I'm finding it harder and harder to be reasonable about the other side, politically speaking. I say that mainly as, I think, a result of the polarized conditions of governmental elections. It's like somebody turns up the heat during the election season. I also think it's because of the inflexibility of the conservative side of the debate. I'm perfectly willing to hear someone tell me differently, say that no, it's because of the liberal side and the haughty contempt they hold for views they deem lacking due intellectual vigor, what I might also call a sincere willingness to look at a hypothetical situation from standpoints outside of my own. My friend (and I don't mean that in the Joe Biden referring to Paul Ryan sense) Michael Frissore has done a better job than most at putting forth this argument, which I would describe as, if nothing else, devil's advocating for some of the more extreme positions of conservatism in the generally extreme contemporary Republican Party. I don't disagree, for instance, that we should try to preserve life, even nascent life, in the case of abortion. Where I think we're free to argue and disagree is where life precisely and truly begins, and to what extent this is a conversation that should be of concern to the public, when the greater majority of people in our society will never be faced with the decision to abort or not to, and whether said option should at least be on the table. As with the example of the highly ineffective war on drugs, people will still have abortions, so do we decide to make them safe and legal or not?
My point basically is, I'm tired of pretending that the political climate today is something both parties can be blamed for, and that liberals share equally with conservatives. They don't. Liberals can be moonbats, but they don't typically get elected to congress in that event. Even Elizabeth Warren, largely considered of the moonbat set, I would say, is not so hard and fast to her positions as some of the more averagely conservative politicians. Think of what's become of John McCain and others of a more center-right Republican bent. Pushed out by those who consider them to be "Republican in name only." I'm not saying you have to agree with me to be a good politician, but I do believe you need to be able to represent the views of individuals outside the demographic you most closely resemble, and that is becoming increasingly impossible for those of the Republican set, even if they wanted to (and there's a part of me, a small part, that despite many of the things he's done and said, believes that Romney would be more comfortable moving toward the center himself, but in order to be a viable Republican candidate, he can't).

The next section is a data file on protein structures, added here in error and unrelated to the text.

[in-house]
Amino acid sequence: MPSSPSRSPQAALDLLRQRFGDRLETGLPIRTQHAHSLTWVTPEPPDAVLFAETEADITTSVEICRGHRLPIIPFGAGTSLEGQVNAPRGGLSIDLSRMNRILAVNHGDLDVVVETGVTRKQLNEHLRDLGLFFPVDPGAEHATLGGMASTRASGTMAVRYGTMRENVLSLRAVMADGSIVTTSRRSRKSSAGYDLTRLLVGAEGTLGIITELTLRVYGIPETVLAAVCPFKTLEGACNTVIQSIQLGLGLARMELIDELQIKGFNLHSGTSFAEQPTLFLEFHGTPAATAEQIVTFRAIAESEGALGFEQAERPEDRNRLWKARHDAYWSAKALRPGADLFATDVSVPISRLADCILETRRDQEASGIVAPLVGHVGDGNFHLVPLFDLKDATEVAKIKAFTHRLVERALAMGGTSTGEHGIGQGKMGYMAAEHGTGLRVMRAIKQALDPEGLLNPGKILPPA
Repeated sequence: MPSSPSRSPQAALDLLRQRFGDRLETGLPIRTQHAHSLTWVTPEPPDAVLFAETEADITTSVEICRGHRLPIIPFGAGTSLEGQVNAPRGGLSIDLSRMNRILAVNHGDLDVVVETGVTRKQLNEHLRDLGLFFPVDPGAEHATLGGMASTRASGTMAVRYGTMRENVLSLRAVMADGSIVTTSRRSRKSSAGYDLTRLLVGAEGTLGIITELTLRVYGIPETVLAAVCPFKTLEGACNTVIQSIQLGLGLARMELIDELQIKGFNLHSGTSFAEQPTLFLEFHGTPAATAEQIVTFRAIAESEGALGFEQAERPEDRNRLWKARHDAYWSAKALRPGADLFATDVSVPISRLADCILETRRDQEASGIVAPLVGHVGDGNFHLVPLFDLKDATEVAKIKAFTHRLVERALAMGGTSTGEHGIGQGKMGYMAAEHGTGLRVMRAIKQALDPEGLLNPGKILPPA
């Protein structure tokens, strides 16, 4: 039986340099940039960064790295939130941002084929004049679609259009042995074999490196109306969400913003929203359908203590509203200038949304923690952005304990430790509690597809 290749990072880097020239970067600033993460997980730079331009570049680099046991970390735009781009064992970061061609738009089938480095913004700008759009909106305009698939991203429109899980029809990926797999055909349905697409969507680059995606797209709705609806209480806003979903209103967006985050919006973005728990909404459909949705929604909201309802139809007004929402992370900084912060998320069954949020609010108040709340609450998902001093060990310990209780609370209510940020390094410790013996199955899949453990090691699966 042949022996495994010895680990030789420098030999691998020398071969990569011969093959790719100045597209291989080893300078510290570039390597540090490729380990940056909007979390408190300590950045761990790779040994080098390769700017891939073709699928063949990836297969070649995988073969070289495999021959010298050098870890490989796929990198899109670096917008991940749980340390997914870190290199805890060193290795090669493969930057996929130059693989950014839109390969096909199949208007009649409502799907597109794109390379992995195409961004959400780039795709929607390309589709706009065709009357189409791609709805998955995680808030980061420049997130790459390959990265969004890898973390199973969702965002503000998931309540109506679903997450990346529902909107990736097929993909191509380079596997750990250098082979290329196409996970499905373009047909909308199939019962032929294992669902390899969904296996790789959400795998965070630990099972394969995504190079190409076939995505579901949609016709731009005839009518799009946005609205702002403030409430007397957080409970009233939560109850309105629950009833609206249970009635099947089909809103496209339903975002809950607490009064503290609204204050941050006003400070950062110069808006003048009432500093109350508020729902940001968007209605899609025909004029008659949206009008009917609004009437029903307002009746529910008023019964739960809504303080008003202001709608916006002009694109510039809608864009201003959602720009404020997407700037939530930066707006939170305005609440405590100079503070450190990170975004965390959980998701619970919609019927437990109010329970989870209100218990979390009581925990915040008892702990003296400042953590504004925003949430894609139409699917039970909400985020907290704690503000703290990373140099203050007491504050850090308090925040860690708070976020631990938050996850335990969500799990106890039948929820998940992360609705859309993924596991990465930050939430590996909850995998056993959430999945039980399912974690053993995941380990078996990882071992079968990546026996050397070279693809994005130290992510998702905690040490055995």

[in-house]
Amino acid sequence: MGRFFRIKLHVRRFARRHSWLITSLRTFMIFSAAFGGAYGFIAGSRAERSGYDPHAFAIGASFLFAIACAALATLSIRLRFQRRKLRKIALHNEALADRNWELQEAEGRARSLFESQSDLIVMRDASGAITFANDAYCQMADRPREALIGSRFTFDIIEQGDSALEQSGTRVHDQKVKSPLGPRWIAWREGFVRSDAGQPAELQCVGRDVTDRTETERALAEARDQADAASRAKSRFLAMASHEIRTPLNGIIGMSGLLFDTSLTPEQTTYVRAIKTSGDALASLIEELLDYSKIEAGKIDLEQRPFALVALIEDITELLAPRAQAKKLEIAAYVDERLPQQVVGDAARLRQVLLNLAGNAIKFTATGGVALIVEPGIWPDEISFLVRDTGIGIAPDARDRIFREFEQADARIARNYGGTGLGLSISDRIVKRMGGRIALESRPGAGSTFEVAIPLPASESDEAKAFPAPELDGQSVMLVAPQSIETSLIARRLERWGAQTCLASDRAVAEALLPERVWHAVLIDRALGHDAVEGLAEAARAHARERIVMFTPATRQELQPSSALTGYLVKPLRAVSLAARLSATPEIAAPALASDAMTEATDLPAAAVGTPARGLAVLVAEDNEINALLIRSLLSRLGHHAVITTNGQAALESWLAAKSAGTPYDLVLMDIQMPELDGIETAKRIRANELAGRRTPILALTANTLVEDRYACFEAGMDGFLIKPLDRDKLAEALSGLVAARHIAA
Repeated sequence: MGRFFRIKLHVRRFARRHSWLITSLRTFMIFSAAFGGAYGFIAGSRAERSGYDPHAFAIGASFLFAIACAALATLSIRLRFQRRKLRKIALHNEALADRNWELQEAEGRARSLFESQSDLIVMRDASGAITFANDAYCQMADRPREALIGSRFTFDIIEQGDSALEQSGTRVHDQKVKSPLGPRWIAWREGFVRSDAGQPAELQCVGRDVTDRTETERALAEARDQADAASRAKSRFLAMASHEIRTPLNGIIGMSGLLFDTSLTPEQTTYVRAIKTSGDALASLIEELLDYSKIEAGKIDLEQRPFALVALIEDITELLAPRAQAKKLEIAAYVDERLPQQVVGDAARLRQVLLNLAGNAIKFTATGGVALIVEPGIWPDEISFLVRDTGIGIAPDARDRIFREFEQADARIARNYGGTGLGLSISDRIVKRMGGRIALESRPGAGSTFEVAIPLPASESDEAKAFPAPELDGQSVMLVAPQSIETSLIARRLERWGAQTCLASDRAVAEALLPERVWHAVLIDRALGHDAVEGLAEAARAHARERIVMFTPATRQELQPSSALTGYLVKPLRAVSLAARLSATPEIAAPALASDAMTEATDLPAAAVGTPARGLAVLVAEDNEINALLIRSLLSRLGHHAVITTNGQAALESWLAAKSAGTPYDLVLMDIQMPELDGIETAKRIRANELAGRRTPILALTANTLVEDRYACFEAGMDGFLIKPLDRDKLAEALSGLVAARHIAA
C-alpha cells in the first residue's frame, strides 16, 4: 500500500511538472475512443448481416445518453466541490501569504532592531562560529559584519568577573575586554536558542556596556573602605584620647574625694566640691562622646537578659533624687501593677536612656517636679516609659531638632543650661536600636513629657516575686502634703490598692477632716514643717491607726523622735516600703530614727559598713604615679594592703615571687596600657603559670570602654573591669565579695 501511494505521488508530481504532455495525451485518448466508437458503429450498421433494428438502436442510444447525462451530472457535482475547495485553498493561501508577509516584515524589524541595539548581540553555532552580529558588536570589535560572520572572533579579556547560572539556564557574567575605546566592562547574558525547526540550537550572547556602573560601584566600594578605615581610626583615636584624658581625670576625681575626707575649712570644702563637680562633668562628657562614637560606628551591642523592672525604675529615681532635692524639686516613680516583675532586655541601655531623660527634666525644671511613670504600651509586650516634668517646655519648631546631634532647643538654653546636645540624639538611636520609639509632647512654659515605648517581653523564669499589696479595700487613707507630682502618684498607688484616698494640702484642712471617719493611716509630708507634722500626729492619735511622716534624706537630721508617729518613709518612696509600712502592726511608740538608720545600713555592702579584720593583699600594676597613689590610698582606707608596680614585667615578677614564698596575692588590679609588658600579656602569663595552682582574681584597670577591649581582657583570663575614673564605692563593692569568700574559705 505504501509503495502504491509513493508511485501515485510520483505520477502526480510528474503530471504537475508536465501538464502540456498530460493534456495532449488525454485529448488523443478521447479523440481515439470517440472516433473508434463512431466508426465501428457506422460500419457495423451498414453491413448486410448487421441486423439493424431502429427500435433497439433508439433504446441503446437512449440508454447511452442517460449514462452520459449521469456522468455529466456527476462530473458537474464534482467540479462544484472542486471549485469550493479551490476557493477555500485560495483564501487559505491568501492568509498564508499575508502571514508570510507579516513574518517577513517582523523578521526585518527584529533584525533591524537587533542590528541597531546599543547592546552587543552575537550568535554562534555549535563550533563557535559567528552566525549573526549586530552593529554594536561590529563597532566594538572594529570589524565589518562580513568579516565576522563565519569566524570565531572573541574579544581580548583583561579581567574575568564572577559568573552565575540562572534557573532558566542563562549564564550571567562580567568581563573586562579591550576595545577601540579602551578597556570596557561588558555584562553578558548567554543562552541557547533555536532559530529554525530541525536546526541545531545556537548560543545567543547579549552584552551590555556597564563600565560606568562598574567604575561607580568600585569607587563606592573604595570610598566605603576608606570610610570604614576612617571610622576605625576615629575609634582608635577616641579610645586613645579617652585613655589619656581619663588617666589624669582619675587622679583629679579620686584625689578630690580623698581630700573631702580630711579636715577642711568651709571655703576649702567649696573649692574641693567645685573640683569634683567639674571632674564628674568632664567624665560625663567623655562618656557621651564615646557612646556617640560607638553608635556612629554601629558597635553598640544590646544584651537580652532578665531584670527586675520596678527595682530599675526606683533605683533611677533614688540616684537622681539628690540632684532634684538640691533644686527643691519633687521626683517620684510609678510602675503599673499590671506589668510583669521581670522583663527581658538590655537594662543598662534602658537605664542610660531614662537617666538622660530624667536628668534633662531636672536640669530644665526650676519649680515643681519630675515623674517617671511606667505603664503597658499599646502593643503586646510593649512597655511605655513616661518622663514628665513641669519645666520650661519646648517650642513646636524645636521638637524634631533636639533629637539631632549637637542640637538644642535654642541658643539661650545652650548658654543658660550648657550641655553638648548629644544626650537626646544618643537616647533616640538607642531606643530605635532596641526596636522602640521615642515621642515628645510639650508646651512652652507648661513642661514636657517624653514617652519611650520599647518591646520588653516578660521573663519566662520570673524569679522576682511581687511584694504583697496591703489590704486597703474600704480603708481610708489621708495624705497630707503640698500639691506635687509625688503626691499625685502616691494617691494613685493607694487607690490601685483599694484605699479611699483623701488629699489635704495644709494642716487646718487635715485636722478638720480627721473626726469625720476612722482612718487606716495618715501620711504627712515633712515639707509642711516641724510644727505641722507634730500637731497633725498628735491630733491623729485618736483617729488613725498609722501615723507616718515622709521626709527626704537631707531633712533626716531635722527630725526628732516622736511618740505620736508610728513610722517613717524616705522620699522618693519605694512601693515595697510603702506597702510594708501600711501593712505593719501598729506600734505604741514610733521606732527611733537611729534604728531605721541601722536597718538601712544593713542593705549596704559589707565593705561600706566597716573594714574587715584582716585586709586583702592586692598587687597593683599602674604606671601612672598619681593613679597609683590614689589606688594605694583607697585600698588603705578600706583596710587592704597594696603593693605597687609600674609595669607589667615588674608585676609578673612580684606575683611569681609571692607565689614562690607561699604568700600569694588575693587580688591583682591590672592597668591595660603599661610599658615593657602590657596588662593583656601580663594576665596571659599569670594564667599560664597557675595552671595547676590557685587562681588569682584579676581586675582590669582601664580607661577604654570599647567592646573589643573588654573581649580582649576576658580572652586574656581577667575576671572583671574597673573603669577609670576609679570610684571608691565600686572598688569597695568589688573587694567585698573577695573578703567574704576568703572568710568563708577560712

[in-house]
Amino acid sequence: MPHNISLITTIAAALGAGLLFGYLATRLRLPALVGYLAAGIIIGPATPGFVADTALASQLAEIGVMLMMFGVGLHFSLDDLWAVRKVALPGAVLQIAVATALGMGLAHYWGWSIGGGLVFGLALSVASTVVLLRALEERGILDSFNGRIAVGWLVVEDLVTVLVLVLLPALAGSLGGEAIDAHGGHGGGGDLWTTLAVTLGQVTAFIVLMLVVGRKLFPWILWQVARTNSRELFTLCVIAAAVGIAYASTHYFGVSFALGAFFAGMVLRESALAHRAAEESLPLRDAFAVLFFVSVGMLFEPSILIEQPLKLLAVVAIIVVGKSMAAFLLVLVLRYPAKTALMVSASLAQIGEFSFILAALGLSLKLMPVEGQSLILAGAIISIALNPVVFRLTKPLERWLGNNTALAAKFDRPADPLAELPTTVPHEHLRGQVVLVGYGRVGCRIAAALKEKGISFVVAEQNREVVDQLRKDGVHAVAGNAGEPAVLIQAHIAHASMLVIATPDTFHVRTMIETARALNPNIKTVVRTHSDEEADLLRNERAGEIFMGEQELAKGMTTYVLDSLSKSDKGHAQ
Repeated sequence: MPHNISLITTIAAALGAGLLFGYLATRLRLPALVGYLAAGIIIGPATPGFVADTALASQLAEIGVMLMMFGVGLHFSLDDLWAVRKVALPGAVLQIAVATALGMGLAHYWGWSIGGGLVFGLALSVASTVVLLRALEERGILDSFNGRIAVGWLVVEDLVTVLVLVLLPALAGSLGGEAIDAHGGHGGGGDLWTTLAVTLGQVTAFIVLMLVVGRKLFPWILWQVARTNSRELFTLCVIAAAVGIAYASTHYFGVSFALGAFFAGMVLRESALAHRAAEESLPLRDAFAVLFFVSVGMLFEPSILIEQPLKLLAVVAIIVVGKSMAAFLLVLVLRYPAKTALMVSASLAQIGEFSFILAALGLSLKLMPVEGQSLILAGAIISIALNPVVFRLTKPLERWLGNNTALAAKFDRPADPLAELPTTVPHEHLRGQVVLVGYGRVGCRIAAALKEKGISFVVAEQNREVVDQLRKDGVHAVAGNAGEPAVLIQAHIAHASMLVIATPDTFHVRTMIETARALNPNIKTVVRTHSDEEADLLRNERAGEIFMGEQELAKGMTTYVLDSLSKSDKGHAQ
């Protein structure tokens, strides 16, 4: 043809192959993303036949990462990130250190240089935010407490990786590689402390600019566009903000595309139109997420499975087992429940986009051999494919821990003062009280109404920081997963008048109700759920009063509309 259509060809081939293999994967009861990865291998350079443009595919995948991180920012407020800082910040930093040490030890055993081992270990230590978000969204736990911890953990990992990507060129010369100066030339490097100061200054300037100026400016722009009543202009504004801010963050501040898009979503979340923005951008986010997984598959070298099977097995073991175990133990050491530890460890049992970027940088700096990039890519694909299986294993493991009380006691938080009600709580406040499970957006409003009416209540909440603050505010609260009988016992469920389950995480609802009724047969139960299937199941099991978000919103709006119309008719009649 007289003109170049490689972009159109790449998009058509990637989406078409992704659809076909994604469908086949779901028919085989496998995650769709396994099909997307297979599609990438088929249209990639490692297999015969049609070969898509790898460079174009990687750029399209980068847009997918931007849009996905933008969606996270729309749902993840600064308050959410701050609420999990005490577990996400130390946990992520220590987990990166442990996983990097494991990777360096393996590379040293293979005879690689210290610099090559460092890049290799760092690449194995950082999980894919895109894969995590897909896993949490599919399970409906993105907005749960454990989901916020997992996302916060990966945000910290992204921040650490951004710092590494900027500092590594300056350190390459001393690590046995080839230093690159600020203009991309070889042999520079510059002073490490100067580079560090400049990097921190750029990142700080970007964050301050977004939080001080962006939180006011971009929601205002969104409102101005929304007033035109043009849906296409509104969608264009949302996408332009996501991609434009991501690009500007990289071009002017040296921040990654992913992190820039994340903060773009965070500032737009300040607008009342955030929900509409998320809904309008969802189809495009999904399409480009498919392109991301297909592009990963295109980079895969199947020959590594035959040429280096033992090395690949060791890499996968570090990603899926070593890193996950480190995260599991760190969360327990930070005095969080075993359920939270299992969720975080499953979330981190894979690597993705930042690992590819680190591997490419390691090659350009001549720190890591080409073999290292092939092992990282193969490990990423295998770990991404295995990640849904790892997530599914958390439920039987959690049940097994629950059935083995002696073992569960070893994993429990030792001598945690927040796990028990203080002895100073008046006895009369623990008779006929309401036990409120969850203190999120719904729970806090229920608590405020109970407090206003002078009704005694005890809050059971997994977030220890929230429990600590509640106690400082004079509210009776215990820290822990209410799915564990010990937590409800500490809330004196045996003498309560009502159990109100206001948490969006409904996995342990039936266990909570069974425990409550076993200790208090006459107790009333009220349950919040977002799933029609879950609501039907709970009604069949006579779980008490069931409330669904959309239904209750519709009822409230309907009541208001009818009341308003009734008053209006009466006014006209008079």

So I welcome a push toward secularism, which isn't atheism, and the respect politicians in this country need to show for all different groups, either by leaving them out of the public sphere or by finding ways and means to show support for each and every representative group, even if that means multicultural learning where there's a rather homogeneous population. And of course, when I say that, I'm most especially referring to small rural communities that tend to be Christian in orientation and often very skeptical of outsiders, for both good reasons and quite a few not so good reasons.
Low Tide on “The Brown Coast”
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